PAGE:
I’d been working on a 60-minute doco for the last six months with no real problems. Until a month or so ago when a weird freeze-up occurred at 76 percent into the Share (Export) process. My Mac flatlined and I had to manually shut down.
I was running the project externally (as generally recommended) from a LaCie RAID setup when the problem occurred first. To see if that was the problem, I then transferred the FCPX Project and Event to my system drive on which I’d made plenty of room. The same thing happened.
I then took the FCPX Project and Event files to another more powerful iMac. Same result.
After cruising some troubleshooting forums to pick up tips it was time for some action!
Trashed FCPX 10. 4 and installed 10.5.
Trashed FCPX prefs; ran Corrupt Clip Finder which alerted me to 50+ image files over the 4Kpixel limit (even though I’d been working with them for six months without a hitch on earlier project versions up to 75 minutes). Anyway I reduced sizes below 4K just to be sure.
Deleted unused Project and Event files.
Ran housekeeping software to clean out caches etc.
I thought it might be a titling problem so I disabled all titles in the timeline.
Cleaned up duplicate fonts in FontBook.
Ran complete system check with Tech Tool Deluxe – AOK.
Safe Boot to clear caches.
Removed incompatible files showing up in FCPX ( and the yellow triangle which alerted me to this).
After each step I ran the Share (Export) process with the same result exactly. 76 percent into the process everything froze.
I then tried Share with another project – no problems.
I deleted all render files as advised on the Apple Support site and started re-rendering prior to export. After 3.5 hours, same old system freeze at the same stage.
The turning point came when Corrupt Clip Finder began alerting me to an image file it said it couldn’t load. The only problem was I couldn’t keep FCPX going long enough to remove it from the timeline. Every time I moved into the affected region – freeze.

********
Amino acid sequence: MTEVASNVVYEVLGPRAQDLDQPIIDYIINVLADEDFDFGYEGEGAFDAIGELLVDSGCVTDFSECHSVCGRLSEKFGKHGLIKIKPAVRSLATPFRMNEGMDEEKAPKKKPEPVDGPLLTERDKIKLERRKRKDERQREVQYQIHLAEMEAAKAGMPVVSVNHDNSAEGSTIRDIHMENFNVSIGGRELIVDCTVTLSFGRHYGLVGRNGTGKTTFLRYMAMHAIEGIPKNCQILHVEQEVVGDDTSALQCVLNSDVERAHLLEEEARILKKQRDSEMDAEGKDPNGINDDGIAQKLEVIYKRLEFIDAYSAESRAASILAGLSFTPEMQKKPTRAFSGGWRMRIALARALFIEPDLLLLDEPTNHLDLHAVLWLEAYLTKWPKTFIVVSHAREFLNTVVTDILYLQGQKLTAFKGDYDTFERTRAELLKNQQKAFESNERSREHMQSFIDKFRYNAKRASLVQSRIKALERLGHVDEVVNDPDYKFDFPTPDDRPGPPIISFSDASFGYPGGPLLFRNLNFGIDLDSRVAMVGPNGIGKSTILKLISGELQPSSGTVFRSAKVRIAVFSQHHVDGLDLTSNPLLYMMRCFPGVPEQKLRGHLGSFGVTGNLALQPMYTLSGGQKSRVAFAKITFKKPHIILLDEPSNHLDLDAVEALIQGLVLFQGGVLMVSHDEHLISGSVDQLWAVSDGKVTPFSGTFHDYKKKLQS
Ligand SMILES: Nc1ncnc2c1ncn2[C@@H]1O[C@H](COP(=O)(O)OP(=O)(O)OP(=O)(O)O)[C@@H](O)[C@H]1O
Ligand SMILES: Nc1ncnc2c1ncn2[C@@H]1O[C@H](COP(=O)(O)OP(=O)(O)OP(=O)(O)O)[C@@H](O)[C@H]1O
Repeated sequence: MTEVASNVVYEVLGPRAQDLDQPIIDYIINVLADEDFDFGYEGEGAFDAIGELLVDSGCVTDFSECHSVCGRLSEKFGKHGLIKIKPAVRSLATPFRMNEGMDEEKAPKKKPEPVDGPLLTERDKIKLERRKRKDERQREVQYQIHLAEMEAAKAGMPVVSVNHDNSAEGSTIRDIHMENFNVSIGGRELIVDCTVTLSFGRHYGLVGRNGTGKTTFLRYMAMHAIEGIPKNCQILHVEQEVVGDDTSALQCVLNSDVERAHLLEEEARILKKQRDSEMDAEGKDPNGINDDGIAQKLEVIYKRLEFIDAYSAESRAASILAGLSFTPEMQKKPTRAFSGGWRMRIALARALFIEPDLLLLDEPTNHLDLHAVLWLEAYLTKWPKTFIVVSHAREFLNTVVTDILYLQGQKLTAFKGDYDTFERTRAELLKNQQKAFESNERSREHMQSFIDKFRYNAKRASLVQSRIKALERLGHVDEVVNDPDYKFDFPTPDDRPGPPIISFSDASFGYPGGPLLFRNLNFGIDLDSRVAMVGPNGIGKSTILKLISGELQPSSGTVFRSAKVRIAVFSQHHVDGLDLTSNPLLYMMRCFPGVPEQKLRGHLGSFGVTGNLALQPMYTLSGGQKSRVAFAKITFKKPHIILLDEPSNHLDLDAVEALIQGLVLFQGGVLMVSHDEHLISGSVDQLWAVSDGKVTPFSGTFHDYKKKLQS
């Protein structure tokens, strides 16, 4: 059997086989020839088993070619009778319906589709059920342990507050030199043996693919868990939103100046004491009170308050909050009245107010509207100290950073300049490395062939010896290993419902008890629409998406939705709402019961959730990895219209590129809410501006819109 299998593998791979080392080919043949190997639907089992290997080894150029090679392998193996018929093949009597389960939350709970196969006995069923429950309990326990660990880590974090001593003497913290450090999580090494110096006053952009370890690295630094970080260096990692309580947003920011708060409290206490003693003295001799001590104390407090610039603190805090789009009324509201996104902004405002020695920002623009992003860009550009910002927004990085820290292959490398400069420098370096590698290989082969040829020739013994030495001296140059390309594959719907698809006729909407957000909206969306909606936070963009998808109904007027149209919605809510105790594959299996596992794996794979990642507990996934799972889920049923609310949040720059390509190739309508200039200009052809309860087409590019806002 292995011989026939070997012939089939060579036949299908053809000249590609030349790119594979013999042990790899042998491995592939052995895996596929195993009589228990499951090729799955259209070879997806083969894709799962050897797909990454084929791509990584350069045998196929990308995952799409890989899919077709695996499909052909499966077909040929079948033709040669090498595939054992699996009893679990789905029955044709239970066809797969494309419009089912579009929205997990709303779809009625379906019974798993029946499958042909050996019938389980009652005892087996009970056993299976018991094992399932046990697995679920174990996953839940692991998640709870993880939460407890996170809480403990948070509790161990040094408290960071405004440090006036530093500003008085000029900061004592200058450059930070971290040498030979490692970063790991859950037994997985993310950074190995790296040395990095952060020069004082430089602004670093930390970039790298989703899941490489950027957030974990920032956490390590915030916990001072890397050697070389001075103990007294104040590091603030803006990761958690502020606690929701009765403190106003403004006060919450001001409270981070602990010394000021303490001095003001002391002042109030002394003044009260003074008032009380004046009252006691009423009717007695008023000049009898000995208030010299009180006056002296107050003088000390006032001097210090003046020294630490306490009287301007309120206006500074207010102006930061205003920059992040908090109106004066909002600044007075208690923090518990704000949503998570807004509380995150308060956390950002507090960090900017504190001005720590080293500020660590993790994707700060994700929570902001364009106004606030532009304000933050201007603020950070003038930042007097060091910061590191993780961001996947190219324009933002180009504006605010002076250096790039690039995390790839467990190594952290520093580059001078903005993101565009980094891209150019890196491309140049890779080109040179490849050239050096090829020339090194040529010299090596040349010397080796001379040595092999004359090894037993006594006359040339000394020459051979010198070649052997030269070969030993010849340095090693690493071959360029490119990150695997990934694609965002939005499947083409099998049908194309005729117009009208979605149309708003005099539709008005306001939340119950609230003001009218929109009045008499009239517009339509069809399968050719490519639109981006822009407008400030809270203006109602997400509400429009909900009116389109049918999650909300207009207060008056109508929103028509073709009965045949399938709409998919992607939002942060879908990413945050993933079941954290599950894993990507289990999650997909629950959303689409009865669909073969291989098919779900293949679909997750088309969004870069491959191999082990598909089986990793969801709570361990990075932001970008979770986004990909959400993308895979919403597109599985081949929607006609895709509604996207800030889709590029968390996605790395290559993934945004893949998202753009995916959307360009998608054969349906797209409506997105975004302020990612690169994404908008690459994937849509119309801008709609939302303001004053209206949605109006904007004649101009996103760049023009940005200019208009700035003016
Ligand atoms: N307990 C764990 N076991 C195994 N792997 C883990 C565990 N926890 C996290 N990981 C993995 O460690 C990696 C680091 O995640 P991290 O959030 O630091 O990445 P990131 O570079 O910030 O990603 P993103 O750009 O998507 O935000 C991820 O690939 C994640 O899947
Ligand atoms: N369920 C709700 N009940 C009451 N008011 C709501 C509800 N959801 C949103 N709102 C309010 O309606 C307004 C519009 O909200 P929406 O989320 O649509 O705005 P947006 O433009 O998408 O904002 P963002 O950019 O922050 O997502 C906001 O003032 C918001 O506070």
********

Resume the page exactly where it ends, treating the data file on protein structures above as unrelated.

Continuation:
I then called for intensive care at FCP.co. Follow my thread. One suggestion was to log in as a different user. I tried that and somehow FCPX stayed afloat long enough for me to trash the offending file and all was well. Phew!
I also got good support and advice from Apple. They even followed up after I was back on deck and asked me to send them the project file to analyse.
All up this took about a week, but as Nietzsche said “what doesn’t kill me makes me stronger.” Funny, I studied Nietzsche at uni but don’t remember him saying that one.
The upside is I now know a whole lot more about FCPX than I did when this problem started. I’ve also learnt first-hand how useful Digital Rebellion apps are for keeping things clean, and for analysing and fixing problems. Their CEO Jon Chappell was particularly helpful. And I’ve learned what a generous support community is out there. Which is why I’ve revisited the brilliant FCPX training videos with guru Michael Wohl at MacProVideo.com
I don’t think it’s really fair to drop into the forums as a relative newbie and start asking basic questions without taking some responsibility for your own learning. A lot of the stuff Michael was talking about when I started was over my head but now I’m going through the series again I’m picking up new things in each short tutorial.
The doco is nearing final cut and I’ve put three shorter pieces to bed in the last month on which I practised my new-found talents.
My brush with digital death is probably not the best way to pick up skills, but in hindsight a valuable experience.
So the glass is half full again. But I very nearly dropped it.